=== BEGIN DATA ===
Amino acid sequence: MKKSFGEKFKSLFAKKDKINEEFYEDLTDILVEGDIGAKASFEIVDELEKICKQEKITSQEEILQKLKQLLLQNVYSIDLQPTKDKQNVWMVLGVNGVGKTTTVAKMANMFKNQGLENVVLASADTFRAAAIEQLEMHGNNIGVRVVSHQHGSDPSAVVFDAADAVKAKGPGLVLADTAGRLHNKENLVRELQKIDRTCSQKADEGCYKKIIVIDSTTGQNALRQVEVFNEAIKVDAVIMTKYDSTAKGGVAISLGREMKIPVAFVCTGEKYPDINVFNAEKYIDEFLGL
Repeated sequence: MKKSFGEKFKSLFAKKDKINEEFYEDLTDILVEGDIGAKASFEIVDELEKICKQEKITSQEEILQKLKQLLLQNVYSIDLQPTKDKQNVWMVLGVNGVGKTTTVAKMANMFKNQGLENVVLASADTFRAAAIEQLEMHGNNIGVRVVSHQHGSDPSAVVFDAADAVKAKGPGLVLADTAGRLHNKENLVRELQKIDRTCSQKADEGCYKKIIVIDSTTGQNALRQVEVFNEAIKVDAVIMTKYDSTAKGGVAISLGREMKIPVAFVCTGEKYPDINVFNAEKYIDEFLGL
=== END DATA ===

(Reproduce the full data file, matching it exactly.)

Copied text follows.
Amino acid sequence: MKKSFGEKFKSLFAKKDKINEEFYEDLTDILVEGDIGAKASFEIVDELEKICKQEKITSQEEILQKLKQLLLQNVYSIDLQPTKDKQNVWMVLGVNGVGKTTTVAKMANMFKNQGLENVVLASADTFRAAAIEQLEMHGNNIGVRVVSHQHGSDPSAVVFDAADAVKAKGPGLVLADTAGRLHNKENLVRELQKIDRTCSQKADEGCYKKIIVIDSTTGQNALRQVEVFNEAIKVDAVIMTKYDSTAKGGVAISLGREMKIPVAFVCTGEKYPDINVFNAEKYIDEFLGL
Repeated sequence: MKKSFGEKFKSLFAKKDKINEEFYEDLTDILVEGDIGAKASFEIVDELEKICKQEKITSQEEILQKLKQLLLQNVYSIDLQPTKDKQNVWMVLGVNGVGKTTTVAKMANMFKNQGLENVVLASADTFRAAAIEQLEMHGNNIGVRVVSHQHGSDPSAVVFDAADAVKAKGPGLVLADTAGRLHNKENLVRELQKIDRTCSQKADEGCYKKIIVIDSTTGQNALRQVEVFNEAIKVDAVIMTKYDSTAKGGVAISLGREMKIPVAFVCTGEKYPDINVFNAEKYIDEFLGL